Book Review: The Tale of the Dueling Neurosurgeons

Books and recommendations from Scientific American
book jacket
book jacket

Credit: Little, Brown

More on this Topic

The Tale of the Dueling Neurosurgeons: The History of the Human Brain as Revealed by True Stories of Trauma, Madness, and Recovery
by Sam Kean
Little, Brown, 2014

Some people's tragedies have been science's miracles, particularly in the field of neuroscience, where researchers have long relied on rare brain traumas to reveal the workings of the mind. “Despite the (often overhyped) advances of fMRI and other brain-scanning technologies, injuries remain the best, and only, way to infer certain things about the brain,” writes journalist Kean. In this compilation of patients' stories, he details some of the unexpected truths revealed by accidents: “Destroy one small node of neurons, and people lose the ability to recognize fruits and vegetables, but not other food. Destroy another node and they lose the ability to read—even though they can still write.” Beyond paying tribute to the scientific advances these patients made possible, Kean humanizes the patients themselves.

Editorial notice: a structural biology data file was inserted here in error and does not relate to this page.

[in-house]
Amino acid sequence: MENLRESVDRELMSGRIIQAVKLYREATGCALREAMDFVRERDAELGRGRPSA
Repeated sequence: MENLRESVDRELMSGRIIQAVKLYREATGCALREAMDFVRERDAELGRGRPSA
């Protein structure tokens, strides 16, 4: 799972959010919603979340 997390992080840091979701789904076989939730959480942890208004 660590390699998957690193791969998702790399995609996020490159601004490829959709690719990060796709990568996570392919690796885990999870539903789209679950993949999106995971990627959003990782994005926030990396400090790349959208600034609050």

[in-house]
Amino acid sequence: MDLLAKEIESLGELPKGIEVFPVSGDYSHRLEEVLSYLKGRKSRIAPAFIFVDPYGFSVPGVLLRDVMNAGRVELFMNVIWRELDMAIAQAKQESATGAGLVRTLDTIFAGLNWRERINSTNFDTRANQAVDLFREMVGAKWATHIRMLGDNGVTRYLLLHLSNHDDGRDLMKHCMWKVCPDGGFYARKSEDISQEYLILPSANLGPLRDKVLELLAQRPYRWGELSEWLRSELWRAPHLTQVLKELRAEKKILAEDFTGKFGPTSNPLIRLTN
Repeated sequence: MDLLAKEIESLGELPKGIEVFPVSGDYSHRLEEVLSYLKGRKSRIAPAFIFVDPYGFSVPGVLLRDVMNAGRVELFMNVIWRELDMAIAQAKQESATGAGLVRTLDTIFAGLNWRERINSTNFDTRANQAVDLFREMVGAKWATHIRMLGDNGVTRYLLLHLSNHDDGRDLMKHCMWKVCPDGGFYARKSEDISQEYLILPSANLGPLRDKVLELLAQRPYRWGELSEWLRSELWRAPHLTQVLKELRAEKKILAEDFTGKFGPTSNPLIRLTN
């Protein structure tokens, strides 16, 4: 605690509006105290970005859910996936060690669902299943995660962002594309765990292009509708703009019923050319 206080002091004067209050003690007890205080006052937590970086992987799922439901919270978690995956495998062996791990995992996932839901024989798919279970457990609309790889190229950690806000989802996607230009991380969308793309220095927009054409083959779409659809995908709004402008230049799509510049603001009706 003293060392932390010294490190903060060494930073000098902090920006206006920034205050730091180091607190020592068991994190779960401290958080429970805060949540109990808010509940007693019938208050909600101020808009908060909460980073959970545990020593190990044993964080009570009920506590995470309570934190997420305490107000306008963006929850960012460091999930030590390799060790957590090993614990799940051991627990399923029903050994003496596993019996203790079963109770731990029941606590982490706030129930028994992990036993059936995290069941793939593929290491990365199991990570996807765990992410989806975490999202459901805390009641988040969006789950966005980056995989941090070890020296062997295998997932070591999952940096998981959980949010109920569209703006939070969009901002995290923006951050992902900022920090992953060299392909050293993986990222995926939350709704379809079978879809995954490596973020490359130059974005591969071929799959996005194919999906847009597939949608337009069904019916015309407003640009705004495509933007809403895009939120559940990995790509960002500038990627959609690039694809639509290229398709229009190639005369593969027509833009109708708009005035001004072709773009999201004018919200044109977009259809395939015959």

This article was originally published with the title "The Tale of the Dueling Neurosurgeons."

or subscribe to access other articles from the May 2014 publication.
Digital Issue $5.99
Digital Issue + Subscription $39.99 Subscribe
Share this Article:


You must sign in or register as a ScientificAmerican.com member to submit a comment.